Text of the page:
The Dirty Dozen meets Band of Brothers in this true story of how a rusty old New Orleans banana boat staffed with an unlikely crew of international merchant seamen, a gang of inmates from a local jail, and a French harbor pilot spirited out of Morocco by O.S.S. agents in the trunk of a Chevy, were drafted into service in WWII -- and heroically succeeded in setting the stage for Patton's epic invasion of North Africa.
The largest amphibious invasion force ever to cross the Atlantic Ocean set sail from Virginia for North Africa in November 1942. Operation Torch was the true beginning of the liberation of Europe since control of Northwestern Africa — Morocco, Algeria, and Tunisia -- gave the Allies a base on the Mediterranean for the coming invasion of southern Europe. The prime objectives of the Moroccan invasion, headed by General George Patton, were the port city of Casablanca and an airfield 60 miles northeast of the city, which had the only concrete runways in the region. Unfortunately, the field was located a dozen miles up a shallow, twisting Moroccan river that wound its way down from the Atlas Mountains to the Atlantic. Patton needed five hundred tons of highly volatile airplane fuel and nine hundred tons of bombs delivered to that Moroccan airport to supply his planned air campaign against Casablanca, but he faced a major challenge: the river was too shallow for any available transport ship in the entire Allied fleet. As the clock ticked down on the invasion, the War Department searched every harbor and cove in the Atlantic and only at the last moment turned up the Contessa, a salt-caked, rust-stained Honduran-registered civilian freighter that had spent most of her undistinguished career hauling bananas and honeymooners from New Orleans to the river port harbors of the Caribbean. But at least she would be capable of hauling heavy cargo in shallow waters.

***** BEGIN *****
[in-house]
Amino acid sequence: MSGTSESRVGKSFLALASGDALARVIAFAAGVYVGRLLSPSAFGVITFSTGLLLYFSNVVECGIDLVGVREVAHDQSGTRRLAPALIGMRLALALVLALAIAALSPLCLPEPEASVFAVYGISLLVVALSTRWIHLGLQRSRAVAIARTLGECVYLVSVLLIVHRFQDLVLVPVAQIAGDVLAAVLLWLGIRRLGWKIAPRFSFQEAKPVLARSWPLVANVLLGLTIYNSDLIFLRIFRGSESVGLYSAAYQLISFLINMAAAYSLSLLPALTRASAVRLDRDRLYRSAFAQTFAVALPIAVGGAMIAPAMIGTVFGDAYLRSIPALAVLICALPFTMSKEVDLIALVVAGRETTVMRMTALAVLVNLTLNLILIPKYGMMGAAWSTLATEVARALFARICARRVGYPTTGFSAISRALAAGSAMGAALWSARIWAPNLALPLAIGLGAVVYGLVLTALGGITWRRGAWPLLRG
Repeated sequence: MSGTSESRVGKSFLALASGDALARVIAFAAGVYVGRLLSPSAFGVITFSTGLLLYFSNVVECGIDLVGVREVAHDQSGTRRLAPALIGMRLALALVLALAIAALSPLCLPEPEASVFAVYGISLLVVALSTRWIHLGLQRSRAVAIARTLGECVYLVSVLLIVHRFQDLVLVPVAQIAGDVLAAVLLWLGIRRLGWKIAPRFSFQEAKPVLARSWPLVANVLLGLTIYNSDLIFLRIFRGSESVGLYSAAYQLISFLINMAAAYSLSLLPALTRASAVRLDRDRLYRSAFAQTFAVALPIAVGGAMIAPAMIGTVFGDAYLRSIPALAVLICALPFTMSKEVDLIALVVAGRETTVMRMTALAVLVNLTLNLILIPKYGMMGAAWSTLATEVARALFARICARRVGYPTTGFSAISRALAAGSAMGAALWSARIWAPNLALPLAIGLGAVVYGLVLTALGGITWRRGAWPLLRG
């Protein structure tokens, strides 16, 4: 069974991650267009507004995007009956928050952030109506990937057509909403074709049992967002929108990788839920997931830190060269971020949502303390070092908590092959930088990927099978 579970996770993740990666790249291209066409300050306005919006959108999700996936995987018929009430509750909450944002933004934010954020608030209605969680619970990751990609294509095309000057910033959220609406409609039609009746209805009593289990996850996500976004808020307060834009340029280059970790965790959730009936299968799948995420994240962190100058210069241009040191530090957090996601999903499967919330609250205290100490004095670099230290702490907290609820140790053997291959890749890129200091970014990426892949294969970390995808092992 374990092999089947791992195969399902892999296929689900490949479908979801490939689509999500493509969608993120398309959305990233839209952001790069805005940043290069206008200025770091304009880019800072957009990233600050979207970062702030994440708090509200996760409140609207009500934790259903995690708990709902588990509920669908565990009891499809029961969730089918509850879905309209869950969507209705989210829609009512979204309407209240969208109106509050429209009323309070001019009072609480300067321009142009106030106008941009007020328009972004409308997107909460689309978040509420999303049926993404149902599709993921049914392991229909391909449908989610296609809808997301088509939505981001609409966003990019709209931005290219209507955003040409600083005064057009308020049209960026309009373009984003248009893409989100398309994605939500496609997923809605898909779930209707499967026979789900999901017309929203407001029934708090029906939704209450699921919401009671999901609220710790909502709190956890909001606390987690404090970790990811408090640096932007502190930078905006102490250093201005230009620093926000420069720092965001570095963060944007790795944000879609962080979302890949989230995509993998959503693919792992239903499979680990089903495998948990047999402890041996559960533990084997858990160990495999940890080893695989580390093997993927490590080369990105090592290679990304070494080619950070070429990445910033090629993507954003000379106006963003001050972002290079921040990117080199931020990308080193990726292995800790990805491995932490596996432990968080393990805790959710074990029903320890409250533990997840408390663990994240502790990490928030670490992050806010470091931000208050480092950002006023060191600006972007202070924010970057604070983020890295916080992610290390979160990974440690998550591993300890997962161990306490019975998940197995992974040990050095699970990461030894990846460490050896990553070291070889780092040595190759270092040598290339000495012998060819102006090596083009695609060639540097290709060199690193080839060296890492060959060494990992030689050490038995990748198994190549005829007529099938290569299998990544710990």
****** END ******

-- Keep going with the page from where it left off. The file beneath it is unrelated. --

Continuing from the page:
Twelve Desperate Miles tells the inc...
Tim Brady is the award-winning author of The Great Dan Patch and the Remarkable Mr. Savage and a regular contributor to PBS history documentaries. Based in Saint Paul, Minnesota, he is a graduate of the Iowa Writers’ Workshop and currently writes for History Channel Magazine, Minnesota, and Minnesota Monthly.